Key Qualities for Promotion to Management

March 29th, 2011 by

There are two types of employees – those who view their work as a job and those who view their work as a component of a long-term career. Both professional types can excel in performance, but for employees who are career motivated, operating as a subordinate is not enough.

For the employee seeking to climb the company ladder, it’s important to understand the qualities companies seek, and what can currently be done to assist in career advancement. Consider the following as you strive to claim your seat in management.

Showcasing your worth –The benefits of internal promotions are obvious to the individual – increased finances, added respect from company peers and a voice that carries a greater influence and reach, but how does the company benefit from your advancement? To join the management team, your value needs to be recognized. Whether it’s generating additional revenue, cutting cost or bringing new insight, the benefit needs to be clear.

Solid working habits – Members of the management team share common characteristics of dependability and decision-making. Can you do what you say you’re going to do, when you say you’re going to do it? In moments of challenge, when answers need to be received, can you call the shots? It’s the reliability that companies count on from management that results in success.

Level of efficiency – Companies value the employee who is time-oriented. Because the speed at which you operate is fundamental, form a habit of completing work in an efficient manner. Understand the difference between critical assignments and those that can be put on hold. A majority of CEOs agree that employees on track for advancement have a keen ability to establish priorities and sift through the essentials.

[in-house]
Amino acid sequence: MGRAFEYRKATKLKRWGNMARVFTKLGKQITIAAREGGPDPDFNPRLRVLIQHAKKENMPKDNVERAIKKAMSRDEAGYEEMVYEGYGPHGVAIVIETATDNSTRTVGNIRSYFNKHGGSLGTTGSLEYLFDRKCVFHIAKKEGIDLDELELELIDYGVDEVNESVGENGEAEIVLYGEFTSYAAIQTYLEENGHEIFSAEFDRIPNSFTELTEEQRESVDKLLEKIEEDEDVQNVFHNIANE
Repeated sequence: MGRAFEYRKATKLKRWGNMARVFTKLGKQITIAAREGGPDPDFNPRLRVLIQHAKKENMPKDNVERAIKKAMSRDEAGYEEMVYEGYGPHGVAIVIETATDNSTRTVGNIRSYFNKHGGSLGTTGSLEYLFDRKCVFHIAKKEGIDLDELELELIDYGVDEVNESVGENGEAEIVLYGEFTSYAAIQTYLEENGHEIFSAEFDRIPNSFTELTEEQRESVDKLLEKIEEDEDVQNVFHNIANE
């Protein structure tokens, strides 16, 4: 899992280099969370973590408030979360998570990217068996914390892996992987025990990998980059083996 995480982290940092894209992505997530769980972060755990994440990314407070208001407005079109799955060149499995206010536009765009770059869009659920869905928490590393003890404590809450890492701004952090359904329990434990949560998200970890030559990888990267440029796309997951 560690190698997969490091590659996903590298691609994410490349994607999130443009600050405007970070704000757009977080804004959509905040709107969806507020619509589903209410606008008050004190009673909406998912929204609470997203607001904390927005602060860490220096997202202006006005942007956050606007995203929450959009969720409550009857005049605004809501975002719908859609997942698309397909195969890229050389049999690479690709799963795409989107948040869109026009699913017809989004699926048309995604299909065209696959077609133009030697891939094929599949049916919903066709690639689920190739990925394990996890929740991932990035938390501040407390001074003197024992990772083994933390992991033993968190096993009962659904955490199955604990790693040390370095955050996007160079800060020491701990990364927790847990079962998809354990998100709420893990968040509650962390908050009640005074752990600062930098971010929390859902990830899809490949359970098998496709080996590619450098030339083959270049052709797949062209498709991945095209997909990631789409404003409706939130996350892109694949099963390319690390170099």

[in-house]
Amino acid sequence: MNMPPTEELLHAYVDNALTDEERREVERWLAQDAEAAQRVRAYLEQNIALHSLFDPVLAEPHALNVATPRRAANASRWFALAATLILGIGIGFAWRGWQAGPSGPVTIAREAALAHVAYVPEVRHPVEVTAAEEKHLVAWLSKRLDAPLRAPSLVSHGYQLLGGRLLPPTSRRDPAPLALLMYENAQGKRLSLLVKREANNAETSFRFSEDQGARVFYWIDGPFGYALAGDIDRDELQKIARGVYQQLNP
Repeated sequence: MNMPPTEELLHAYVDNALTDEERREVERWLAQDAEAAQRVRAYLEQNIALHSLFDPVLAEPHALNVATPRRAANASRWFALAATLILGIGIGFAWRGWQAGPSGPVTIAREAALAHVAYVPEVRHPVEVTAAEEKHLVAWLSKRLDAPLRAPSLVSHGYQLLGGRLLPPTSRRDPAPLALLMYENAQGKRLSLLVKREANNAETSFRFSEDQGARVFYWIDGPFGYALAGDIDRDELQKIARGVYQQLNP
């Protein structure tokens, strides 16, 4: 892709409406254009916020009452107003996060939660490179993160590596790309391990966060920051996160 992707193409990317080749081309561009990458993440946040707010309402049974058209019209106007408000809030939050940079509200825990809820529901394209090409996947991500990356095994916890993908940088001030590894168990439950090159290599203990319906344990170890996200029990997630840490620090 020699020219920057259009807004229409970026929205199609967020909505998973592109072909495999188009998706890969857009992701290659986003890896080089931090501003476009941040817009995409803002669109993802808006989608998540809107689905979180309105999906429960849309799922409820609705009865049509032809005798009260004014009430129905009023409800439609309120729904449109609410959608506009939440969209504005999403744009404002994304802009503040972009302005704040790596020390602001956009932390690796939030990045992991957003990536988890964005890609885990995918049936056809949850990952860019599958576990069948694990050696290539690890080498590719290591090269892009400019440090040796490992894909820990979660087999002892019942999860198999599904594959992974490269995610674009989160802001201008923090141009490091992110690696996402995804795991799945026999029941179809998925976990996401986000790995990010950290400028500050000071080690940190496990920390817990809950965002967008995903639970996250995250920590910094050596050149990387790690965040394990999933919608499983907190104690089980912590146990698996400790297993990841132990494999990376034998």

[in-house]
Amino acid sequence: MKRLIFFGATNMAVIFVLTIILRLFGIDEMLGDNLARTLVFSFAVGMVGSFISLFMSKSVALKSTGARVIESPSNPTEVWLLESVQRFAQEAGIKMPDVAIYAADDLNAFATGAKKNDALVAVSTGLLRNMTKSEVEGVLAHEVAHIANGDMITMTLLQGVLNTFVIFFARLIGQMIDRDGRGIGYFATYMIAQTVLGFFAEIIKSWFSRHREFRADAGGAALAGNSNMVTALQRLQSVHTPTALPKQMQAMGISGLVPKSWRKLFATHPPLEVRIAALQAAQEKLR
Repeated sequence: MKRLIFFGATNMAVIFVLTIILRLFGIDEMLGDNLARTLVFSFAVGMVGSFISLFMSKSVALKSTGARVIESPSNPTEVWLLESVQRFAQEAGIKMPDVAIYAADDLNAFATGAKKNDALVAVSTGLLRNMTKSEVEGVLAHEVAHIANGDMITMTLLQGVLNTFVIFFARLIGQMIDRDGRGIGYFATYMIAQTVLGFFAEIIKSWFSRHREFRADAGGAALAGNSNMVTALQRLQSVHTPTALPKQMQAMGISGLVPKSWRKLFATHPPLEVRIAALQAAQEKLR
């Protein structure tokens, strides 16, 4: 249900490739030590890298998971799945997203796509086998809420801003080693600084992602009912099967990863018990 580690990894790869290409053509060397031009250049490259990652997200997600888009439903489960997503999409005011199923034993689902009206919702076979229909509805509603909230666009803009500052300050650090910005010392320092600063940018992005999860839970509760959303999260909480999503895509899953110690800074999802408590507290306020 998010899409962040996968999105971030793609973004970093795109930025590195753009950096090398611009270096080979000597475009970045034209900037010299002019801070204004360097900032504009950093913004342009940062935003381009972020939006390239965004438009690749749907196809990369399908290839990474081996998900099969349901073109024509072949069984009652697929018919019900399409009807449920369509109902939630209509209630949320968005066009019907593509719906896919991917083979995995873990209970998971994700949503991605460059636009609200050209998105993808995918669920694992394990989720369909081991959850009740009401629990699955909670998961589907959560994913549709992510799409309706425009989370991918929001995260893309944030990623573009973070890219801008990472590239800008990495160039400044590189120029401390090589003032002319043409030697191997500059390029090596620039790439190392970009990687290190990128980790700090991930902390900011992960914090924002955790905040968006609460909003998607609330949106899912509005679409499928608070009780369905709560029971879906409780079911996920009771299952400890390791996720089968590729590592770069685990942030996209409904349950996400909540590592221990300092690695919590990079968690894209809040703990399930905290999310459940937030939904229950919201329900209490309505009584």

Teaching abilities – An essential quality of management is that the person’s level of expertise can be relayed and transferred to other employees. You can perform well, but to manage, you need to be able to teach, support staff, communicate information and share knowledge clearly for others to follow.

Avoid silence – You may be the best person to ever fill your job, but if no one knows about your achievements, how will your work ever be recognized? In the business world, it helps to occasionally “toot your own horn.” Give updates on your success to supervisors, find a mentor within the company that can spread your praises, but most importantly, make your voice heard.

A management role is not appropriate for all individuals. If you’d like to be a manager, make it a point to concentrate on your present performance. Those currently sitting at the table are continuously evaluating employees for when the team is ready for expansion. What you are doing right now will be the leading factor in the decision process six months down the road.

For additional information, please call a member of CAI’s Advice and Counsel team at (919) 878-9222 or (336) 668-7746.

Photo source: half-blood prince

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